You learn things which are to benefit only the body; and are ignorant of that which is to save the soul. You learn that which may never succeed in its application and supposed uses; and you pass by that knowledge which is sure in the acquisition, and infinite in the benefit.
Seek, then, “the Lord while he may be found." Now he exhibits himself to you as your lesson, and says, “ Learn of me.” Hereafter he will come in his glory and say, Appear before me; approach my tribunal; awake to eternity! Hereafter he will assume his throne of judgment. Hereafter he will solemnly examine whether you have improved or not your advantages for knowing him as a Savior. Then it will be too late to learn any thing further, except the misery which follows disobedience. It will then be the time, not of learning, but of suffering; not of acquiring, but of enduring. Let us all, then, unite now in one resolution, to begin, if we have not yet done so, to learn Christ; and to learn him more and more, and in the only true and saving manner, if we have already entered on the divine study.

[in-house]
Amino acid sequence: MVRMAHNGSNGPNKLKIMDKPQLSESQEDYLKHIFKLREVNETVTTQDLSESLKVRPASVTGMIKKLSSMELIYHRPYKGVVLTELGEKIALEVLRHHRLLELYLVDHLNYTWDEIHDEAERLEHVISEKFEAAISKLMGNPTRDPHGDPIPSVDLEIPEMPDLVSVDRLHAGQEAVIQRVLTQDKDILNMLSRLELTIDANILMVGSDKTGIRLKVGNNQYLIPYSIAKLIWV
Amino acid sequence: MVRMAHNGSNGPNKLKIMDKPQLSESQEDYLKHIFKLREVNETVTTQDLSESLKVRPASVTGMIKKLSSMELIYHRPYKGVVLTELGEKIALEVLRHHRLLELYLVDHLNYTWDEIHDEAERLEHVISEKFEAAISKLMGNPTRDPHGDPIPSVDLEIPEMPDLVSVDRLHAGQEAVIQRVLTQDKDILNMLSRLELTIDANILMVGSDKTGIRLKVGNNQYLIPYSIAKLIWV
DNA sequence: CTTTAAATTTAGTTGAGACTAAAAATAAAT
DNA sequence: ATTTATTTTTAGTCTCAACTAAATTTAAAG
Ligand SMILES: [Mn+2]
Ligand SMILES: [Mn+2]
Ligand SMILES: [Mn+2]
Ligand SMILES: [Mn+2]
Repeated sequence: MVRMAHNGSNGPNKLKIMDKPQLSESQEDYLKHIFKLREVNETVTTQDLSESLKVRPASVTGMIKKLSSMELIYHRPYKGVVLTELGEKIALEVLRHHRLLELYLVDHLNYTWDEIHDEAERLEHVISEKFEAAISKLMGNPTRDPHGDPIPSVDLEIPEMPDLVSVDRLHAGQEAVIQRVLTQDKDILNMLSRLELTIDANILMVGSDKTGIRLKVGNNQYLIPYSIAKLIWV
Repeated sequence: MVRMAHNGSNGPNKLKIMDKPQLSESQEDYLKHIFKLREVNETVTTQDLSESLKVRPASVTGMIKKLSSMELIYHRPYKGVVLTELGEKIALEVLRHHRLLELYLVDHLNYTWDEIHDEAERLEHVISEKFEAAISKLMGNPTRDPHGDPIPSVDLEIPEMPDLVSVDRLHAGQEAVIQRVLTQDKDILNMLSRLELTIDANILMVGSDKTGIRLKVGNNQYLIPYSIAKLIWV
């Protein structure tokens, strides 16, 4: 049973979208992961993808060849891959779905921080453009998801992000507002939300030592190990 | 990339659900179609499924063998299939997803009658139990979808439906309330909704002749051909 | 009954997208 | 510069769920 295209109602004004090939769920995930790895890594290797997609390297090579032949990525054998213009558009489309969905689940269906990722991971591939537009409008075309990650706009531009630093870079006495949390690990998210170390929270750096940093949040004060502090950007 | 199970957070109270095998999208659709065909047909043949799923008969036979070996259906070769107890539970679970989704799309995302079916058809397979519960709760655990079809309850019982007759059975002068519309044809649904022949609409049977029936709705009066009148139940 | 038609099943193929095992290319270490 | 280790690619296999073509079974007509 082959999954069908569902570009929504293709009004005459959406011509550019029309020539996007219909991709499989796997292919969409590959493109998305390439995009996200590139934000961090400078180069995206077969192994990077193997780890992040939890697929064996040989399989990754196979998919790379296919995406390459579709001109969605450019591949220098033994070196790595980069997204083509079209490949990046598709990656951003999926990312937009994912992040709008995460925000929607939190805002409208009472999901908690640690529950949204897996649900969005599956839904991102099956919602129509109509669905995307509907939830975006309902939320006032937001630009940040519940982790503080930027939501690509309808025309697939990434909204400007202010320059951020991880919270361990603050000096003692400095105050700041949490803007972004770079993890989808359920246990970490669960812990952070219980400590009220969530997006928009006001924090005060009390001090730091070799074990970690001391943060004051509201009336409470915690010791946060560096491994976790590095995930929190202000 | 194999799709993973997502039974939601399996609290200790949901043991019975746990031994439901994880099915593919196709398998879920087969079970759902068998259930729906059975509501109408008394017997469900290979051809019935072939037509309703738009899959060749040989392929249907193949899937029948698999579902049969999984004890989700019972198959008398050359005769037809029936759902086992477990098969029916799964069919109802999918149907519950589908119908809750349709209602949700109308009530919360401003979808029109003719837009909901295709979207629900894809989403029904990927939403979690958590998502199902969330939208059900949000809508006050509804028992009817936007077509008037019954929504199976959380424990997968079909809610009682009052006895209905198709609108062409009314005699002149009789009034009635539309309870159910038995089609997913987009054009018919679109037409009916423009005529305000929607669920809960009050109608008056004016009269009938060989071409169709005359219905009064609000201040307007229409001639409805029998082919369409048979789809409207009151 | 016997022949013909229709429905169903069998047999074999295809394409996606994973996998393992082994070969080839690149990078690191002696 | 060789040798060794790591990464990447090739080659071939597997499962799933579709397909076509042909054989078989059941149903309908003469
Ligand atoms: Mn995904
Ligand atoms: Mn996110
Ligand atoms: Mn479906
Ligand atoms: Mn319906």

ISAIAH LVII. 15.
For thus saith the high and lofty One, that inha.
biteth Eternity, whose name is Holy ; I dwell in the high and holy place ; with him also that is of a contrite and humble spirit ; to revive the spirit of the humble and to revive the heart of the contrite ones.
In the application of Christianity to the human heart, nothing receives so effectually all the directions of holy Scripture, as a duly humbled mind. To the contrite all is easy; to the obstinate and proud all is difficult. A trembling apprehension of entertaining false conceptions of the divine character,' is not inconsistent with consolation and joy in the breast of the lowly. Nay, the very greatness of God, his awful distance from us, his infinite glories become, as we see in the text, the source of comfort, when the heart is once penitent and broken before him.